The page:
Article On Fostering

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Post  FinchG on Tue Oct 19, 2010 11:50 am

A Bit on Fostering
By Scott Golden

Many finch breeders feel that fostering is wrong or that birds that have been
reared by foster parents will not rear their own young.
This has no scientific basis! None. Zilch.

Our failure to use the strongest tool in our finch-breeding arsenal in the 1990’s
(FOSTERING) led to the almost complete disappearance of African finches
in the US until the recent imports of 2007-2008

Fostering fertile eggs enables us to get the first generations of domestically bred
finches (F1 and F2) established. These birds only know life in captivity and
are MUCH more likely to rear their own young on the foods you provide.
I use exclusively the old-fashioned, American brown and white society finches
for fostering. I have found that the Euro societies, though very pretty, are
vastly inferior when it comes to fostering.

Younger societies that have never raised their own young are ideal for new
species. They eventually see the new species as ‘what their own chicks look
like’ and do a fantastic job of raising them.

How to Set Up Societies as Fosters

Note: Societies are really worth their weight in gold. They are extremely
dependable as foster parents for most species of estrildid finches. However,
societies may harbor some bacteria or protozoa to which they are completely
immune and the fostered species chicks are susceptible. It may be wise to put your
societies on a thorough antibiotic-antifungal-probiotic regimen before setting them
up as fosters. To be very careful against possible chick-killing pathogens, put your
societies on a 10-day cycle of Amphotericin-B. Amphotericin-B is a powerful antiprotazoal/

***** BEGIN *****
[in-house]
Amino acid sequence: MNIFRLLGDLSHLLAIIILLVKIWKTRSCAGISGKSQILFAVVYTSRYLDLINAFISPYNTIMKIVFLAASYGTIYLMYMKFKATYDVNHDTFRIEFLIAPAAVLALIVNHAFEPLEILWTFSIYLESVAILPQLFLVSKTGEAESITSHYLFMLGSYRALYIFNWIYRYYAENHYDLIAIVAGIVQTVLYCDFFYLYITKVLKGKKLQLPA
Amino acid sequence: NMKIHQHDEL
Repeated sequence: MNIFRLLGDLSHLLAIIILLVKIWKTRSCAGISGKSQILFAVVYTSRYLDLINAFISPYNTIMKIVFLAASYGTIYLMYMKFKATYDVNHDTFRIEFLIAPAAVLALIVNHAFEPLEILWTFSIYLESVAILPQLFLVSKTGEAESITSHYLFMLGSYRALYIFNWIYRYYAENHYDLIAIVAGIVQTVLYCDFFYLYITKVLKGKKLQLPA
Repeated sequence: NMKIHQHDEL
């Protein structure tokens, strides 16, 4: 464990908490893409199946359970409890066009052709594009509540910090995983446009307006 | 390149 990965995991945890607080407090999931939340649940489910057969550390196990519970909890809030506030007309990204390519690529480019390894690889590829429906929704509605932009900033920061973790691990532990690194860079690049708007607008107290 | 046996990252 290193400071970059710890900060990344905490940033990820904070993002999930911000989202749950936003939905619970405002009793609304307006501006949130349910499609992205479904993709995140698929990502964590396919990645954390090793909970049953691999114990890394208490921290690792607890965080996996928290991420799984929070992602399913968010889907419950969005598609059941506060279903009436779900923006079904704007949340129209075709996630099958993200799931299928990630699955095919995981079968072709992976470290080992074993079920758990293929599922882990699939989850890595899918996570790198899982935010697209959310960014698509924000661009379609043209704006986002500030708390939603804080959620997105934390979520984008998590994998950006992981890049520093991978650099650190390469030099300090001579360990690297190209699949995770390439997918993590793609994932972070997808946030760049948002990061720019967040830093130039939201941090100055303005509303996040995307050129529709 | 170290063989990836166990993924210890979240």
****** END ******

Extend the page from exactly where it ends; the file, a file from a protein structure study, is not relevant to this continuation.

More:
ameobal/fungal agent. Some Societies harbor something called 'megabacteria,'
which, as I understand it, is a misnomer as megabacteria isn't even a
bacteria. The organism is actually a powerful and difficult to eradicate yeast.
Megabacteria causes few problems with Societies, but many other species of finch,
and especially their chicks, have a difficult time with it and often die upon
exposure through feeding by foster parents. As far as I know, the only effective
way to eradicate it is through the use of
Amphotericin-B.

Small, divided breeding cages work well for society finches
Whicker baskets or externally mounted nest boxes (my new favorite) work
well.
It doesn’t matter what sexes your societies are: 2 males, 2 females, trios of
males or females, or any combination of the 2 sexes are just fine! Really!
Personally, I prefer 2-3 males as fosters, as it is easier to regulate their
incubation.)

Synchronize your societies’ incubation to match that of the eggs to be fostered
by the use of the blue plastic canary eggs. Societies do not care about the
color. Put one a day in the societies’ nest until you have a clutch of 5 or so
canary eggs. 99% of the time, the societies will begin brooding these fake
eggs. If they bury them in nesting material, dig them out and do it again! It
works. Trust me. By the way….interested in some swampland in Florida?

When it is obvious the societies are brooding, remove the nest box and fake
eggs. Make a small mark on the eggs to be fostered using a Sharpie marker
(just in case the societies start to lay their own clutch, you can remove
unmarked eggs).

Use a plastic spoon to put the fostered eggs in the nest …carefully!